Law and Conversation

September 26, 2011

Read this: a Banned Book

DailyLit, among many others, reminds me that it’s Banned Books Week here in the US.

Isn’t it paradoxical that the books someone’s periodically kicking up a fuss over and trying to ban, or succeeding in banning, from schools and libraries are frequently classics? Those that aren’t, it seems to me, end up as merely forgettable and forgotten, not influential. In either case, the fussing seems silly to me, as in last year’s case of the brouhaha over Laurie Halse Anderson’s YA novel, “Speak.”

DailyLit invites readers to post their personal favorite banned book; so far responses include Huckleberry Finn, To Kill A Mockingbird, Catcher In The Rye, and The Bible. The American Library Association has lists by year here.

Some banned books that have a special place in my own heart, though I don’t see them on the ALA’s or DailyLit’s lists, are comic books, which Frederic Wertham, a German-born psychiatrist who emigrated to the US in the 1920s, campaigned against in the mid-20th century. A recent novelization of that period is Michael Chabon’s “The Amazing Adventures of Kavalier and Clay,” which won the Pulitzer Prize for fiction in 2001. More on Dr. Wertham, including a cartoon of him from an issue of MAD magazine, is here.

I’ll have more on comic books and books about them in my next post. (Redhead, are you still there? Thanks to you, I *finally* read Chabon’s book!) In the meantime, I hope readers will join me in commemorating Banned Books Week by reading a book from the ALA’s lists. DailyLit has “The Scarlet Letter” available for free!

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September 20, 2010

Read This: Laurie Halse Anderson’s “Speak”

I don’t know whether “Speak,” the YA novel by acclaimed and award-winning writer Laurie Halse Anderson that eloquently conveys a high school girl’s pain over a rape and the ensuing meanness and social ostracism from her peers, will become a classic.  But, just in time for Banned Books Week, someone’s trying to ban it from a school library, which puts “Speak” in the excellent company of  many acknowledged classics that are now required reading in many, if not most, schools.

I had to run out to the library yesterday to find a copy of “Speak” after I saw the outrage on the part of Halse Anderson, as well as many readers and writers whom I follow on Twitter, over a Missouri management professor’s screed condemning the book as containing “soft pornography” because it depicts–in far from graphic terms–the girl’s rape by a high school boy.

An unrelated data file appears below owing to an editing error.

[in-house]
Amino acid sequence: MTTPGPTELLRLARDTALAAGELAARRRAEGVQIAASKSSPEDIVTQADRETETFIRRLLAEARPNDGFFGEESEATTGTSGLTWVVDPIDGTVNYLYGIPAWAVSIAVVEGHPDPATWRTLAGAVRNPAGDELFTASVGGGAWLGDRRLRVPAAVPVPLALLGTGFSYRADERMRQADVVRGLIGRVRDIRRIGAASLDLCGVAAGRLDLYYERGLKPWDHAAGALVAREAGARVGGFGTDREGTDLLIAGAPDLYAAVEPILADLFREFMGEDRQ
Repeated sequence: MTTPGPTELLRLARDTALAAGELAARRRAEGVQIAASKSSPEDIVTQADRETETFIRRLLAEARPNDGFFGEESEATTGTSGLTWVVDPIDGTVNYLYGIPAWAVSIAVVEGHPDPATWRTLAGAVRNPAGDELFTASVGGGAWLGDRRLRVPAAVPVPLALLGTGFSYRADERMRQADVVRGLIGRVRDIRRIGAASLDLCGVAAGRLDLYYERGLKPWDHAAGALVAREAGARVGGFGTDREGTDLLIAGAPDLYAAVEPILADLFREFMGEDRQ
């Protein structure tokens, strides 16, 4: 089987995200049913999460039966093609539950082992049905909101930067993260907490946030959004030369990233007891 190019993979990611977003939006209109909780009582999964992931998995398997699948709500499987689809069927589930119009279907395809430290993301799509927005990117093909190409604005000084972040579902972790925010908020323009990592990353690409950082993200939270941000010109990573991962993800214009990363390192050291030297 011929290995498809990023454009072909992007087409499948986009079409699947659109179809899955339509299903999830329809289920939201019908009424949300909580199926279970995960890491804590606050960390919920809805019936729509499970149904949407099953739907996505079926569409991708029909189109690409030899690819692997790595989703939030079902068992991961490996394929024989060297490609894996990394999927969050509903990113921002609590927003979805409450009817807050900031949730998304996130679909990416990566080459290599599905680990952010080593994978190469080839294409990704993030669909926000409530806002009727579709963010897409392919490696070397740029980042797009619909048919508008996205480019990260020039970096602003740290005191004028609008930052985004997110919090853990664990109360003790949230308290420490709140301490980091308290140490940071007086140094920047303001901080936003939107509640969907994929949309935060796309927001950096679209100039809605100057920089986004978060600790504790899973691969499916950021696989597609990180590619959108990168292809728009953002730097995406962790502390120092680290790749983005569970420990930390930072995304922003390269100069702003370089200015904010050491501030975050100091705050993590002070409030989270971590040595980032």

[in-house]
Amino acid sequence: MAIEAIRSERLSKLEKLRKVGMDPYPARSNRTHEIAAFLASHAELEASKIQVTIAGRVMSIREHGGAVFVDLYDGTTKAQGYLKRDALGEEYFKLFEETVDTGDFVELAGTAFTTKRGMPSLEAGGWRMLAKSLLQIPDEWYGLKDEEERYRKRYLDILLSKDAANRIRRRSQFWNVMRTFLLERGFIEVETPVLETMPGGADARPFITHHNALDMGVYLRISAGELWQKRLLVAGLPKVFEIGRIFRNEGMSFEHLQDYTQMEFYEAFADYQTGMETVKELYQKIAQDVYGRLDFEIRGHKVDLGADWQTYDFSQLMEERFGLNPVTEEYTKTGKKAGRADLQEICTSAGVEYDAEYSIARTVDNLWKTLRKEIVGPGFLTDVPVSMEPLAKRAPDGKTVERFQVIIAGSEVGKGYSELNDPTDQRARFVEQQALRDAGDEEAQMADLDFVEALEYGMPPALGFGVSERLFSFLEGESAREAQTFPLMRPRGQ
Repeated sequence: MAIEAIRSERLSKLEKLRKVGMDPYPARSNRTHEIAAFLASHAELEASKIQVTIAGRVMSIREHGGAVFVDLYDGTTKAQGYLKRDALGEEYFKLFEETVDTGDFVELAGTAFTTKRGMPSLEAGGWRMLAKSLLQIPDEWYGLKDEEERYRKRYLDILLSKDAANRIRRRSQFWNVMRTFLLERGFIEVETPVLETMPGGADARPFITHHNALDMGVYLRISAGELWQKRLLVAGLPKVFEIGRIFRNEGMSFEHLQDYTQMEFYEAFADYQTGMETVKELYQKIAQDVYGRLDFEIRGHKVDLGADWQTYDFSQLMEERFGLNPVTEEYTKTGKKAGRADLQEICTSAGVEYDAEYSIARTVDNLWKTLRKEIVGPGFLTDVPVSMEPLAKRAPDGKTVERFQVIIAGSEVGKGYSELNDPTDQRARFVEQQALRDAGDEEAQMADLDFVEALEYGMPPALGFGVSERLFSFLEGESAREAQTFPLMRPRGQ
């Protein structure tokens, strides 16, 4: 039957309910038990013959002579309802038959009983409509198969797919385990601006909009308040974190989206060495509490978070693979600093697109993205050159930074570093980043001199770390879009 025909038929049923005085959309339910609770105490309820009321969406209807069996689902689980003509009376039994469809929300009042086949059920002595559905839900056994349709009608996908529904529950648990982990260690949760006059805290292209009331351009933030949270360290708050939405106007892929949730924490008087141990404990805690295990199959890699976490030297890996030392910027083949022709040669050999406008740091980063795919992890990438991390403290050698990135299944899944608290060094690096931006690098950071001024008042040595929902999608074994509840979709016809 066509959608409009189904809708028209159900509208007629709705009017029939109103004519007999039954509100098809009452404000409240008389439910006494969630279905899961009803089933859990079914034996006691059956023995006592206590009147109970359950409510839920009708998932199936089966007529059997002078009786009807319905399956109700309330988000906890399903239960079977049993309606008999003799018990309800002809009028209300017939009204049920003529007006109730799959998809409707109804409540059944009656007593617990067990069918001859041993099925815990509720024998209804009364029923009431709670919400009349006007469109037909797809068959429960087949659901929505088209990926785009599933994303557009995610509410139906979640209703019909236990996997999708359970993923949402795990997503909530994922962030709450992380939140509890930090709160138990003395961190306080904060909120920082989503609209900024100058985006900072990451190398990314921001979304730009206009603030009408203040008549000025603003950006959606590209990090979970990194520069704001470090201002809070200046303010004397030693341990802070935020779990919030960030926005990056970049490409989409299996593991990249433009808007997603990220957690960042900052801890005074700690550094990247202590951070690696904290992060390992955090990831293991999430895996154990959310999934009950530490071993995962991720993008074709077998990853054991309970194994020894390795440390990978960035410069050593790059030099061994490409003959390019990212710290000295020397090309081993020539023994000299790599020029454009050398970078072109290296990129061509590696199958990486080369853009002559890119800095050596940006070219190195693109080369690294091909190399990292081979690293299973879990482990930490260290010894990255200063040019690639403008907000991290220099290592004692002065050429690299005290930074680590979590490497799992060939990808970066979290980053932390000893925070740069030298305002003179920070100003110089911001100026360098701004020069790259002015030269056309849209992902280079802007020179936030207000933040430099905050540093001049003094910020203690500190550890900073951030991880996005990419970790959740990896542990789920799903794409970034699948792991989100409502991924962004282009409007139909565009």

The  term “pornography” doesn’t have a legal definition.  Some of my dictionaries define it as “writing about prostitutes,” “obscene or licentious writing,” or “obscene literature having little or no artistic merit.”  For courts, the term that counts is “obscenity,” which the courts have struggled to define over the years.  U.S. Supreme Court Justice Potter Stewart achieved immortality with his attempt, “I know it when I see it,” in his concurrence in Jacobellis v. Ohio, 378 U.S. 184 (1964).  Nine years later, in Miller v. California, 413 U.S. 15 (1973), the court adopted a three-part test for finding that a work is obscene:  “(a) whether the average person, applying contemporary community standards, would find that the work, taken as a whole, appeals to the prurient interest, (b) whether the work depicts or describes, in a patently offensive way, sexual conduct specifically defined by the applicable state law; and (c) whether the work, taken as a whole, lacks serious literary, artistic, political, or scientific value.”

Many readers and writers who have tweeted and blogged about the professor’s article are having a hard time trying to figure out how any portion of “Speak” could possibly satisfy a dictionary definition of “pornography,” let alone any part of the court’s definition of obscenity.  Blog posts with more details about the book and the proposed ban are available here, here, and here, among many other places. 

Acknowledged classics that have been the subject of similar banning attempts include Mark Twain’s “Huckleberry Finn,” John Steinbeck’s “Of Mice and Men” and “The Grapes of Wrath,” George Orwell’s “1984,” William Golding’s “Lord of the Flies,” and Harper Lee’s “To Kill A Mockingbird.  Sherman Alexie’s terrific “The Absolutely True Diary of a Part-Time Indian,” which won the National Book Award for Young People’s Fiction in 2007, has also been the subject of banning attempts. You can follow Laurie Halse Anderson on Twitter here.

Have you read “Speak?”  What banned books do you like?

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